ï~~Bulletin of the American Society of Papyrologists 47 (2010) 93-109
An Arsinoite Loan of Money
with Interest in Kind'
Katherine Blouin University of Toronto
Edition of a fourth-century loan of money, most likely from Philadelpheia, with interest in kind (Ke [ov, "legumes"). Discussion of twelve
such loans from Late Antique Egypt.
P.Col. inv. 46 H x W = 19.9 x 11.5 cm + 3 small frs.2 AD 340-410
Arsinoite nome (Philadelpheia?)
Columbia University purchased P.Col. inv. 46 from M. Nahman through
H.I. Bell in July 1923. Although nothing is known about the exact provenance
1 I worked on P.Col. inv. 46 during the 2006 ASP Summer Seminar. It belongs to the
Papyrus Collection, Rare Book and Manuscript Library, Columbia University. I am very
grateful to Prof. R.S. Bagnall, Dr. H. Behlmer, and Prof. R. Cribiore for giving me the
opportunity to edit and publish this document, as well as for their generous guidance
and support. I also wish to thank the other participants of the seminar (M. Bakker,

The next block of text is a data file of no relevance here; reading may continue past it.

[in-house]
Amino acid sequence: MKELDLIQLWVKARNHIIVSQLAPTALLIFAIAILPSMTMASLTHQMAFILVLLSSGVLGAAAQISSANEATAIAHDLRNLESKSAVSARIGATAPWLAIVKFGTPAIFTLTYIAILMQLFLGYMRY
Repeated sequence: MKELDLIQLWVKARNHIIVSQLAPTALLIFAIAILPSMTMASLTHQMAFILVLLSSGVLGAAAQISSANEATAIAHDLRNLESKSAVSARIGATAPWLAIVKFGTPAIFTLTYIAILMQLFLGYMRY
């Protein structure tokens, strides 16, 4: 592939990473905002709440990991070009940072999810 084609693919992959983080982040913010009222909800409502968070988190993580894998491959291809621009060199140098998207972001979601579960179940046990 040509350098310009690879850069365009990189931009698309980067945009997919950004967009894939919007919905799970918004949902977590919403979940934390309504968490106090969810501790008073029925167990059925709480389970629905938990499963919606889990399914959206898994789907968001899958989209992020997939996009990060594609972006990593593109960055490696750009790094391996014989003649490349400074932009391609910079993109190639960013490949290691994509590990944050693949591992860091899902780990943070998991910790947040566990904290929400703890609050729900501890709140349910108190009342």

A. Bakkers, S. Bay, A. Bryen, U. Gad, B. Haug, K. Kalish, F. Lemaire, R. Mairs, V. Millozzi, and J. Westerfeld), who provided friendly and helpful feedback, as well as my
colleague E. Lytle, who has generously revised the manuscript. R.S. Bagnall provided
the acquisition information.
2 Four small, unplaced fragments are registered under the same inventory number.
* Fr. 1, located at the bottom left of the papyrus, appears not to belong to this document. Its verso is paler than that of the main sheet; subtle discontinuities between the
fibers can be observed as well as a discrepancy between the handwritings and the ink
colors. The remains of three lines of writing (c. 10-12 letters each) are visible, but I have
not been able to decipher them satisfactorily. This fragment likely has erroneously or
deliberately been joined to the document, perhaps by the dealer.
* Fr. 2 was originally positioned upside down to the right of fr. 1. The blank space
remaining on its left side shows that the preserved text corresponds to the beginning
of a line. I believe that this fragment (reading vogpo) corresponds to the beginning of
1. 5, where it is now placed. This seems all the more likely since a trace of what could be
the lower part of the first omicron of vogpo is visible just above 1. 6.
* Fr. 3 contains traces of two lines of text. In the first line, I read 9p9i, while only a
fragmentaryphi remains of the second. It would be tempting to think that this fragment